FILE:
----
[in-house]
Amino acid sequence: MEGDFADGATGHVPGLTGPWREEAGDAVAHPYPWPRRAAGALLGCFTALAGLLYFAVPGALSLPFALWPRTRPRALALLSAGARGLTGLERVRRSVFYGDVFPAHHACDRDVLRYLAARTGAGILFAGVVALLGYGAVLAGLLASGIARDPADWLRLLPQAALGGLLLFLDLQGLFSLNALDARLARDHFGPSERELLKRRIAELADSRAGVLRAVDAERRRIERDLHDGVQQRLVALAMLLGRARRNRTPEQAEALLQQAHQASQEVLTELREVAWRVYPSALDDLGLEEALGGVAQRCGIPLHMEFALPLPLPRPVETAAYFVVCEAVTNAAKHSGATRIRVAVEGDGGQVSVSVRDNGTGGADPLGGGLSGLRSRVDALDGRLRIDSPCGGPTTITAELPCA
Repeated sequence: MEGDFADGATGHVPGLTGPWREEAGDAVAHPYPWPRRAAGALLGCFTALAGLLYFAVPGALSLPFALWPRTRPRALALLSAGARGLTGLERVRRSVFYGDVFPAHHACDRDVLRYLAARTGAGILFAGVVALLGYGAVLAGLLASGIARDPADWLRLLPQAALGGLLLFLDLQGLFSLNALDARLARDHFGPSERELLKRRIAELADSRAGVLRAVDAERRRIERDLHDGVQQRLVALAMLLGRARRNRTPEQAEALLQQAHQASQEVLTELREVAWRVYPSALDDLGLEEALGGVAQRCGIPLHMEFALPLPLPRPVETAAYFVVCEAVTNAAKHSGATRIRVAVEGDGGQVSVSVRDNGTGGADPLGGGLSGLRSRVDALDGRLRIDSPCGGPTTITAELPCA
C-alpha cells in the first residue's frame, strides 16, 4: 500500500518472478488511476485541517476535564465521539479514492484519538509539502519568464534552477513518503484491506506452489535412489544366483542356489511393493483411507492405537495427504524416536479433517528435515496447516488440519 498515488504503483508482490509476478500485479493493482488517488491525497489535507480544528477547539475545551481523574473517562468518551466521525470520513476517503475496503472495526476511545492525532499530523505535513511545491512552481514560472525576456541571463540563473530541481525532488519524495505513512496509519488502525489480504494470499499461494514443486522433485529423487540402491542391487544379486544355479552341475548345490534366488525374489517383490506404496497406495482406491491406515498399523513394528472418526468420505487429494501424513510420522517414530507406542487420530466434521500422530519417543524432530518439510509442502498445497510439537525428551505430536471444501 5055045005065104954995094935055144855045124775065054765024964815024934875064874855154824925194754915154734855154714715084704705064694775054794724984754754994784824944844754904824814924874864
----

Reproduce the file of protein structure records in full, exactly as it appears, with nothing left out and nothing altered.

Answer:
[in-house]
Amino acid sequence: MEGDFADGATGHVPGLTGPWREEAGDAVAHPYPWPRRAAGALLGCFTALAGLLYFAVPGALSLPFALWPRTRPRALALLSAGARGLTGLERVRRSVFYGDVFPAHHACDRDVLRYLAARTGAGILFAGVVALLGYGAVLAGLLASGIARDPADWLRLLPQAALGGLLLFLDLQGLFSLNALDARLARDHFGPSERELLKRRIAELADSRAGVLRAVDAERRRIERDLHDGVQQRLVALAMLLGRARRNRTPEQAEALLQQAHQASQEVLTELREVAWRVYPSALDDLGLEEALGGVAQRCGIPLHMEFALPLPLPRPVETAAYFVVCEAVTNAAKHSGATRIRVAVEGDGGQVSVSVRDNGTGGADPLGGGLSGLRSRVDALDGRLRIDSPCGGPTTITAELPCA
Repeated sequence: MEGDFADGATGHVPGLTGPWREEAGDAVAHPYPWPRRAAGALLGCFTALAGLLYFAVPGALSLPFALWPRTRPRALALLSAGARGLTGLERVRRSVFYGDVFPAHHACDRDVLRYLAARTGAGILFAGVVALLGYGAVLAGLLASGIARDPADWLRLLPQAALGGLLLFLDLQGLFSLNALDARLARDHFGPSERELLKRRIAELADSRAGVLRAVDAERRRIERDLHDGVQQRLVALAMLLGRARRNRTPEQAEALLQQAHQASQEVLTELREVAWRVYPSALDDLGLEEALGGVAQRCGIPLHMEFALPLPLPRPVETAAYFVVCEAVTNAAKHSGATRIRVAVEGDGGQVSVSVRDNGTGGADPLGGGLSGLRSRVDALDGRLRIDSPCGGPTTITAELPCA
C-alpha cells in the first residue's frame, strides 16, 4: 500500500518472478488511476485541517476535564465521539479514492484519538509539502519568464534552477513518503484491506506452489535412489544366483542356489511393493483411507492405537495427504524416536479433517528435515496447516488440519 498515488504503483508482490509476478500485479493493482488517488491525497489535507480544528477547539475545551481523574473517562468518551466521525470520513476517503475496503472495526476511545492525532499530523505535513511545491512552481514560472525576456541571463540563473530541481525532488519524495505513512496509519488502525489480504494470499499461494514443486522433485529423487540402491542391487544379486544355479552341475548345490534366488525374489517383490506404496497406495482406491491406515498399523513394528472418526468420505487429494501424513510420522517414530507406542487420530466434521500422530519417543524432530518439510509442502498445497510439537525428551505430536471444501 5055045005065104954995094935055144855045124775065054765024964815024934875064874855154824925194754915154734855154714715084704705064694775054794724984754754994784824944844754904824814924874864